With elbows leaned furtively on shopping carts they drift nonchalantly down the aisles, the majority with little idea what these new species are, what they ‘do’ or how to even peel one. Suffice to say, there’s little chance they’ll be cooking with them any time soon!  

Off the top of my head there’s kale, pomegranates, avocados (the smashing of) and the phenomena known as “keen-wah” ie: quinoa – just to name a few that appear to be causing angst among my Over 70’s mob. 

Advised by their GPs or concerned family members (and splashed all over the lifestyle mags)… that these peculiar so-called ‘Superfoods’ are packed full of disease-fighting goodies. And that by consuming these natural beauties, elders decrease the probability of developing chronic illness, rehabilitate faster if they do, and subsequently, increase their chances of living forever.  

WIN-WIN-WIN!

BLUEBERRIES
– super-food for super-chooks!

Which got me thinking that not only is it ‘technology stuff’ that an older adult is pressured to learn about and understand in today’s frantically progressive world.

It’s also about what we EAT.

Having grown up in arguably more frugal times (where food wasn’t permitted to be the obsession that it is now), it’s understandable why the mature-ager might find some of the latest meal trends confusing and intimidating. People are living for longer that’s true, but it’s a scientific fact that age-related health issues such as diabetes, stroke or heart disease (conditions that would have once knocked you off in your 60’s) are now being managed more efficiently, purely by what we stick in our mouths.

Unfortunately along the way… food over-sensitivity, allergies and intolerances have also become commonplace and it’s been a huge learning curve for many ‘old-school’ folk to not only embrace the modern ideals toward the food they eat, but to accept that their own health may be in jeopardy if they don’t.

Noticeable too, are the strange codes added to the menus of our favourite restaurants nowadays. Shown as GF, LF or V for example, these nifty symbols offer the dine-outer all sorts of solutions to their dietary dilemmas. Although they may baffle some who are afraid to ask and feel it’s easier just to stick their heads in their Vine-RipenedTomato, Roast Bell Pepper & Basil soup than have to ‘get with the times’ and figure it all out.  

No such thing as a Nut Allergy when we were kids. Oh, except when I first met my Douggie at the school dance – he was nutty alright!”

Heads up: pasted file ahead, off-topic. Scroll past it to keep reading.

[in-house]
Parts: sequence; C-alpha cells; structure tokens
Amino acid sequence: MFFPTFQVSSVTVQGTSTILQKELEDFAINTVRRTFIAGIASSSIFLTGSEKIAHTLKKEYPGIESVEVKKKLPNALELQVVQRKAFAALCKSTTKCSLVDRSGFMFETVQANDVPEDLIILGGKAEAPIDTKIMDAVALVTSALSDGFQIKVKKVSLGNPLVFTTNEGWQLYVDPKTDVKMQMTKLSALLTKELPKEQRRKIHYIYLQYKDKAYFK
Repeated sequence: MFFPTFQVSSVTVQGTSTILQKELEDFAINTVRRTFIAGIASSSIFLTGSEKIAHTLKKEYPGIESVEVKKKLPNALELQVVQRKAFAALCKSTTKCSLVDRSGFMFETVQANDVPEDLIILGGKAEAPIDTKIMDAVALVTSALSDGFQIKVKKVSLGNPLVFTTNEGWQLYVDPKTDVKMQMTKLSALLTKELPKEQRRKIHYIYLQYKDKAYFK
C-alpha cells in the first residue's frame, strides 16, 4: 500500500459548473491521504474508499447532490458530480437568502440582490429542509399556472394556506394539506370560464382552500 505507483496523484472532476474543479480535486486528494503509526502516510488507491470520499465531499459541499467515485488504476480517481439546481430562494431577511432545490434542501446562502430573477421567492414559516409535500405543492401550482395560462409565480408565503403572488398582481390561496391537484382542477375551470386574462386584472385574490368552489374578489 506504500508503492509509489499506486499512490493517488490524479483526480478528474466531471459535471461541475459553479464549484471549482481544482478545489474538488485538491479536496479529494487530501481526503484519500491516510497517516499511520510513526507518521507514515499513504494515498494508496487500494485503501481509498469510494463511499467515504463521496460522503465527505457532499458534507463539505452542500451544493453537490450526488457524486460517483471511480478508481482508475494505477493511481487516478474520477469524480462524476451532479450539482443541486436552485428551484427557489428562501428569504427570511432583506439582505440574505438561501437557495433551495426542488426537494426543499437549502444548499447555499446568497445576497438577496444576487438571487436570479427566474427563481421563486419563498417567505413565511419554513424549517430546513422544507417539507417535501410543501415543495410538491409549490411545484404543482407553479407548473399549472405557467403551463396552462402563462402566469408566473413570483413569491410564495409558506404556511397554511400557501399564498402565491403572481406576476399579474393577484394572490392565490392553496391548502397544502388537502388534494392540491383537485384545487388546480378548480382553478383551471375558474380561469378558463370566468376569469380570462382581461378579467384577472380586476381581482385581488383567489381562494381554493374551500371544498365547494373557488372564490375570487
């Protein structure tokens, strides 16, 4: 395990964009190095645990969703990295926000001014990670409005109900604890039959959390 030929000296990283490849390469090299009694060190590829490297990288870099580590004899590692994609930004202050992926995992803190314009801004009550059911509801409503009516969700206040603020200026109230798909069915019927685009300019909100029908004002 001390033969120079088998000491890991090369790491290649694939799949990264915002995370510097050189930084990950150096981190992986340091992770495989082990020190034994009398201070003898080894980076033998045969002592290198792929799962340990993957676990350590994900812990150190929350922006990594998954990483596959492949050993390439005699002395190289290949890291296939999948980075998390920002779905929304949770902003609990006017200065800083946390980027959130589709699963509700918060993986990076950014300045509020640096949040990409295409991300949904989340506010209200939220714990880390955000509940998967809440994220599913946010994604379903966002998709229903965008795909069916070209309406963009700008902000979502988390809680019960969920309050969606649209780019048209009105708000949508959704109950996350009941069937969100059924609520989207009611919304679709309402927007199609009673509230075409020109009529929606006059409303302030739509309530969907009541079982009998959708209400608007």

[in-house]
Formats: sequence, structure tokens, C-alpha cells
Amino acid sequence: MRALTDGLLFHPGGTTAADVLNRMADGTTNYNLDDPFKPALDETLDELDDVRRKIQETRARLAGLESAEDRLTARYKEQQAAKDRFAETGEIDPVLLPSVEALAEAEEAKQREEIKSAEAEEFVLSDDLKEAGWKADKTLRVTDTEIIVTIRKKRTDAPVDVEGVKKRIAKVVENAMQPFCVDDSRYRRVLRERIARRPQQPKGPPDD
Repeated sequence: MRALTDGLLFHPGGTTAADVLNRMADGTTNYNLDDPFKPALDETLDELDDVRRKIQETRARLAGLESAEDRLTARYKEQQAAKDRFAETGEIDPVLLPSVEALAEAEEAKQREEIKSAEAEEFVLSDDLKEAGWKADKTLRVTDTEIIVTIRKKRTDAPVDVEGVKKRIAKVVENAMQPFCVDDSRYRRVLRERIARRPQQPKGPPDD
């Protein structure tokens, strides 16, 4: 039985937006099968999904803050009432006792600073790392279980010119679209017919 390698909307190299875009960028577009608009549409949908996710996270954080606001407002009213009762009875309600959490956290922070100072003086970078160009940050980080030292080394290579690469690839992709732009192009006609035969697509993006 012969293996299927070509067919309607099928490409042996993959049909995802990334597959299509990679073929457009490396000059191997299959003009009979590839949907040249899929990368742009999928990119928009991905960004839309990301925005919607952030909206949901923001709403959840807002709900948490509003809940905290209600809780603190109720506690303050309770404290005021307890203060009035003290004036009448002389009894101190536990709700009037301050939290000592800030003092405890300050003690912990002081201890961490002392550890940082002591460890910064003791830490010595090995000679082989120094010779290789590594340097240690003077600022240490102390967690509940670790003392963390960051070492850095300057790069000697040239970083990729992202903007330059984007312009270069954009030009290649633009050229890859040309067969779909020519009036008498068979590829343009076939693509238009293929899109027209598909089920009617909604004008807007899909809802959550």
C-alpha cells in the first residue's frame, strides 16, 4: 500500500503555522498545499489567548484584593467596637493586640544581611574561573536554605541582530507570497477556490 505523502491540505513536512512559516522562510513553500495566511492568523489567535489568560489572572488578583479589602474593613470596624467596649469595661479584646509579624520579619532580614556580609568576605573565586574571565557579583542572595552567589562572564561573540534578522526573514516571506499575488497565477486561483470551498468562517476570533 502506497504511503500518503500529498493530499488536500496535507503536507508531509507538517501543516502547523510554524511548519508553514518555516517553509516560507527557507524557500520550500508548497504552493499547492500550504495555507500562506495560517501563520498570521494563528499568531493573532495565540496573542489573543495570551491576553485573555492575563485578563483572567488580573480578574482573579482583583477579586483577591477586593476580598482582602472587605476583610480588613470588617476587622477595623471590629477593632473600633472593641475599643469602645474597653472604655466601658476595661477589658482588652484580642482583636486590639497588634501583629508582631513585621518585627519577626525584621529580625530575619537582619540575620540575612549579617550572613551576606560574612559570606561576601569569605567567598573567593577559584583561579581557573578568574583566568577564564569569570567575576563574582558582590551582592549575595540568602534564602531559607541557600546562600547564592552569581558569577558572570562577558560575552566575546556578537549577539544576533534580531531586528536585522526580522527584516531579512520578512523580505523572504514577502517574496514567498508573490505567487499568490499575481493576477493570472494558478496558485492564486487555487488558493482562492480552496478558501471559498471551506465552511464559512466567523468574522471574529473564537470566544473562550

How can being a Vegetarian be good for you? Eating too many greens… GIVES ME THE SQUIRTS!”

Special Dietary Requirement? That’s me making sure I have a wine with dinner!”

Not sure about this ‘organic food’ thing… in my day, it was just called FOOD”

Gluten-free, you say. So, I have to eat less glutes?!?!”

Not to mention all the latest cookbooks encouraging us to replace the tried-and-true ingredients of our classic recipes with slinkier, nutrient-laden alternatives. Gone are the days where a lump of meat (“whatever’s on special, dear”) is bunged into the oven in a layer of lard with a wheelbarrow-load of salt tipped over it to enhance flavour! 

Instead, poor old Mum, has had to haul herself out of her lifelong culinary comfort zone to produce such delights as a zucchini & feta fritter, organic eggplant fries and get her head around long lanky limbs of broccolini… steamed for 23 seconds (no-more, no less) for her son’s pretty, but pedantic Vegan yoga-instructor fiancee.

The Art of Murdering BROCCOLI

No longer can she happily enjoy the spitting of lamb chops as they fry unmercilessly on the stove top as she did in ye olden days either. Ah no!  They must be eased gently under the grill and then delicately dabbed at repeatedly with a roll of triple-ply paper towels to ensure every last dot of oil has been safely extracted.

DON’T MAKE ME FAT!

She then has to skill-up on the magic of the ‘shop and chop’ – buying, and then dicing great sprigfuls of fresh herbs, fancy-schmancy spices and hearty wholesome marinades (please, no additives!) in the quest to present modern adaptations of traditional feasts to her fussy grown-up family.  

Which can be bloody hard work when Mama has a dicky knee, arthritic hands and poor eyesight!